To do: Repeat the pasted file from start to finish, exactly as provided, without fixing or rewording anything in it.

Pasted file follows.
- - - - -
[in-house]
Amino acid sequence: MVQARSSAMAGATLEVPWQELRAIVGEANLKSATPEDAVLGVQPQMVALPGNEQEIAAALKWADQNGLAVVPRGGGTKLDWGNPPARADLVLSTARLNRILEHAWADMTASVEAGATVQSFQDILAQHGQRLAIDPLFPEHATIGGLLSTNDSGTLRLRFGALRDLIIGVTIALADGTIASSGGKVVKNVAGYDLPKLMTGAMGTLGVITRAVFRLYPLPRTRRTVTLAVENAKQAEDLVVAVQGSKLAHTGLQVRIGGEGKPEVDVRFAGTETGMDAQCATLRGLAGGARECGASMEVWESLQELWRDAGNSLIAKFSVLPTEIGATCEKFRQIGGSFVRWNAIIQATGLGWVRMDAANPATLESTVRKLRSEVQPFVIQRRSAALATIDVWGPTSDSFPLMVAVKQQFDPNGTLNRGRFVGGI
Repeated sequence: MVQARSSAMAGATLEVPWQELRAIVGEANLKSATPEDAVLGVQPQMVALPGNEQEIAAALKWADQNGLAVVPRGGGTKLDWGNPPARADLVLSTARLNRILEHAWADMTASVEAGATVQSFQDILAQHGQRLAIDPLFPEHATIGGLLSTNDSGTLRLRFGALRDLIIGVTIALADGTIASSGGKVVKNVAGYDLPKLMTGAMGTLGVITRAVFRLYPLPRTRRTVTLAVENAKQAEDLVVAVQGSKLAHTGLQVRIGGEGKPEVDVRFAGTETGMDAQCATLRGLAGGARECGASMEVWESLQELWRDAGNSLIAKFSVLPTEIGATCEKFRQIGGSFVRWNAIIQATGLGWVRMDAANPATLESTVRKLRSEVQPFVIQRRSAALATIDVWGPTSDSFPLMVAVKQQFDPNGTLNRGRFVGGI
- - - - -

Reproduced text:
[in-house]
Amino acid sequence: MVQARSSAMAGATLEVPWQELRAIVGEANLKSATPEDAVLGVQPQMVALPGNEQEIAAALKWADQNGLAVVPRGGGTKLDWGNPPARADLVLSTARLNRILEHAWADMTASVEAGATVQSFQDILAQHGQRLAIDPLFPEHATIGGLLSTNDSGTLRLRFGALRDLIIGVTIALADGTIASSGGKVVKNVAGYDLPKLMTGAMGTLGVITRAVFRLYPLPRTRRTVTLAVENAKQAEDLVVAVQGSKLAHTGLQVRIGGEGKPEVDVRFAGTETGMDAQCATLRGLAGGARECGASMEVWESLQELWRDAGNSLIAKFSVLPTEIGATCEKFRQIGGSFVRWNAIIQATGLGWVRMDAANPATLESTVRKLRSEVQPFVIQRRSAALATIDVWGPTSDSFPLMVAVKQQFDPNGTLNRGRFVGGI
Repeated sequence: MVQARSSAMAGATLEVPWQELRAIVGEANLKSATPEDAVLGVQPQMVALPGNEQEIAAALKWADQNGLAVVPRGGGTKLDWGNPPARADLVLSTARLNRILEHAWADMTASVEAGATVQSFQDILAQHGQRLAIDPLFPEHATIGGLLSTNDSGTLRLRFGALRDLIIGVTIALADGTIASSGGKVVKNVAGYDLPKLMTGAMGTLGVITRAVFRLYPLPRTRRTVTLAVENAKQAEDLVVAVQGSKLAHTGLQVRIGGEGKPEVDVRFAGTETGMDAQCATLRGLAGGARECGASMEVWESLQELWRDAGNSLIAKFSVLPTEIGATCEKFRQIGGSFVRWNAIIQATGLGWVRMDAANPATLESTVRKLRSEVQPFVIQRRSAALATIDVWGPTSDSFPLMVAVKQQFDPNGTLNRGRFVGGI